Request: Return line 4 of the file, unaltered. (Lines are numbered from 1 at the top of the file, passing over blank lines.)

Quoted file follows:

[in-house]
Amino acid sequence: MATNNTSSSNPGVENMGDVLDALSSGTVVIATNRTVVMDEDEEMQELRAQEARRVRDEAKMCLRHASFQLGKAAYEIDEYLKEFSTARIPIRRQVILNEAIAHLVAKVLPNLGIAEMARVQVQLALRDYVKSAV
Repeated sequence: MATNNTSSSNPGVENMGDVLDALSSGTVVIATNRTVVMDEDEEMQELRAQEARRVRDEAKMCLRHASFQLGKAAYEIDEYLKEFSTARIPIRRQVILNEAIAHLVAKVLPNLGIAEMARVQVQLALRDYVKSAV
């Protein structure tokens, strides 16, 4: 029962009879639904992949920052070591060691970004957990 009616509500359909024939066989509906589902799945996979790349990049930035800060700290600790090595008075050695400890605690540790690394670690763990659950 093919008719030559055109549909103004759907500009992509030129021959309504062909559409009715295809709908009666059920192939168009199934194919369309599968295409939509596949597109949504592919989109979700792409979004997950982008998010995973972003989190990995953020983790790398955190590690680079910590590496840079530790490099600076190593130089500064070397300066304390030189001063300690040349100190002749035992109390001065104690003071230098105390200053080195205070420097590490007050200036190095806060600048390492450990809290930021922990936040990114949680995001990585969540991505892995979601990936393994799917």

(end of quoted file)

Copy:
């Protein structure tokens, strides 16, 4: 029962009879639904992949920052070591060691970004957990 009616509500359909024939066989509906589902799945996979790349990049930035800060700290600790090595008075050695400890605690540790690394670690763990659950 093919008719030559055109549909103004759907500009992509030129021959309504062909559409009715295809709908009666059920192939168009199934194919369309599968295409939509596949597109949504592919989109979700792409979004997950982008998010995973972003989190990995953020983790790398955190590690680079910590590496840079530790490099600076190593130089500064070397300066304390030189001063300690040349100190002749035992109390001065104690003071230098105390200053080195205070420097590490007050200036190095806060600048390492450990809290930021922990936040990114949680995001990585969540991505892995979601990936393994799917």